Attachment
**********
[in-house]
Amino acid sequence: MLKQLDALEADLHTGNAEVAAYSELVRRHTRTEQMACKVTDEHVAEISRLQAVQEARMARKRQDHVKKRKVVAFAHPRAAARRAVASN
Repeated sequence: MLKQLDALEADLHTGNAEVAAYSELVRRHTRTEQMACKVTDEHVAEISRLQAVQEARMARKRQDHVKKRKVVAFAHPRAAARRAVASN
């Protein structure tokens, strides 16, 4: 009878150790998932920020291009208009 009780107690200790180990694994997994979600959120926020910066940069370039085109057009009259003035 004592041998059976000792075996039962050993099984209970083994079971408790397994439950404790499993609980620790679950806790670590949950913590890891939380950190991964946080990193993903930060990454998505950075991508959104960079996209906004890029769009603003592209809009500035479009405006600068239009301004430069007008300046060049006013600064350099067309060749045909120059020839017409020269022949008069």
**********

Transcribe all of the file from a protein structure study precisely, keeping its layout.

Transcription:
[in-house]
Amino acid sequence: MLKQLDALEADLHTGNAEVAAYSELVRRHTRTEQMACKVTDEHVAEISRLQAVQEARMARKRQDHVKKRKVVAFAHPRAAARRAVASN
Repeated sequence: MLKQLDALEADLHTGNAEVAAYSELVRRHTRTEQMACKVTDEHVAEISRLQAVQEARMARKRQDHVKKRKVVAFAHPRAAARRAVASN
């Protein structure tokens, strides 16, 4: 009878150790998932920020291009208009 009780107690200790180990694994997994979600959120926020910066940069370039085109057009009259003035 004592041998059976000792075996039962050993099984209970083994079971408790397994439950404790499993609980620790679950806790670590949950913590890891939380950190991964946080990193993903930060990454998505950075991508959104960079996209906004890029769009603003592209809009500035479009405006600068239009301004430069007008300046060049006013600064350099067309060749045909120059020839017409020269022949008069």